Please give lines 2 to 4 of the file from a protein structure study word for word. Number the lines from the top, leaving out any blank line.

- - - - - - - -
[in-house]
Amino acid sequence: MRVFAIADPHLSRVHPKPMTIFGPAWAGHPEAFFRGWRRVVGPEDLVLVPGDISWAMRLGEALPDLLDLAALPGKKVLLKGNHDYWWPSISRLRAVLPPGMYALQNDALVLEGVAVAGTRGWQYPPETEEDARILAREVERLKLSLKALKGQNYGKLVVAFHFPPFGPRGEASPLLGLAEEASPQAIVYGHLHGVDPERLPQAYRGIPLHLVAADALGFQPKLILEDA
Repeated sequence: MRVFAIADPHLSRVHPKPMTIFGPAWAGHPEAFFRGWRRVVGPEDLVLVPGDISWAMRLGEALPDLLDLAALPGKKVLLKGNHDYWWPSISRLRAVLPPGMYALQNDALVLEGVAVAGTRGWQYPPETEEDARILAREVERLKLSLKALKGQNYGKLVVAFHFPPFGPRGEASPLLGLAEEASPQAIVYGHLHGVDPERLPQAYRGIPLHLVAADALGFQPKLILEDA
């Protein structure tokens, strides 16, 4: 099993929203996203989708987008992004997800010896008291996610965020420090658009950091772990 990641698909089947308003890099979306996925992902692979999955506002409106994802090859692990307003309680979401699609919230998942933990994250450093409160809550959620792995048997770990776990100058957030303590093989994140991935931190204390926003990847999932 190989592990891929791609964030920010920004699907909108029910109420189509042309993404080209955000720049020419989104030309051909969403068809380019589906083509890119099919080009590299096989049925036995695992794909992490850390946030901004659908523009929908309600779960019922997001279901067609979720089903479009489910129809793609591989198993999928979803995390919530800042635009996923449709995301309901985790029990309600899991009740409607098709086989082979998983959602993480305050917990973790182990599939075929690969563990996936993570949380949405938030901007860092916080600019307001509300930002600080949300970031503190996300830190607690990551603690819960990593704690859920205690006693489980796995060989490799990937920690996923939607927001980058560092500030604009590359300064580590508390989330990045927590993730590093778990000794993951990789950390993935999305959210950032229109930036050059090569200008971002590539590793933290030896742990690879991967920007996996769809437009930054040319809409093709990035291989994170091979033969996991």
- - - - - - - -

Amino acid sequence: MRVFAIADPHLSRVHPKPMTIFGPAWAGHPEAFFRGWRRVVGPEDLVLVPGDISWAMRLGEALPDLLDLAALPGKKVLLKGNHDYWWPSISRLRAVLPPGMYALQNDALVLEGVAVAGTRGWQYPPETEEDARILAREVERLKLSLKALKGQNYGKLVVAFHFPPFGPRGEASPLLGLAEEASPQAIVYGHLHGVDPERLPQAYRGIPLHLVAADALGFQPKLILEDA
Repeated sequence: MRVFAIADPHLSRVHPKPMTIFGPAWAGHPEAFFRGWRRVVGPEDLVLVPGDISWAMRLGEALPDLLDLAALPGKKVLLKGNHDYWWPSISRLRAVLPPGMYALQNDALVLEGVAVAGTRGWQYPPETEEDARILAREVERLKLSLKALKGQNYGKLVVAFHFPPFGPRGEASPLLGLAEEASPQAIVYGHLHGVDPERLPQAYRGIPLHLVAADALGFQPKLILEDA
């Protein structure tokens, strides 16, 4: 099993929203996203989708987008992004997800010896008291996610965020420090658009950091772990 990641698909089947308003890099979306996925992902692979999955506002409106994802090859692990307003309680979401699609919230998942933990994250450093409160809550959620792995048997770990776990100058957030303590093989994140991935931190204390926003990847999932 190989592990891929791609964030920010920004699907909108029910109420189509042309993404080209955000720049020419989104030309051909969403068809380019589906083509890119099919080009590299096989049925036995695992794909992490850390946030901004659908523009929908309600779960019922997001279901067609979720089903479009489910129809793609591989198993999928979803995390919530800042635009996923449709995301309901985790029990309600899991009740409607098709086989082979998983959602993480305050917990973790182990599939075929690969563990996936993570949380949405938030901007860092916080600019307001509300930002600080949300970031503190996300830190607690990551603690819960990593704690859920205690006693489980796995060989490799990937920690996923939607927001980058560092500030604009590359300064580590508390989330990045927590993730590093778990000794993951990789950390993935999305959210950032229109930036050059090569200008971002590539590793933290030896742990690879991967920007996996769809437009930054040319809409093709990035291989994170091979033969996991």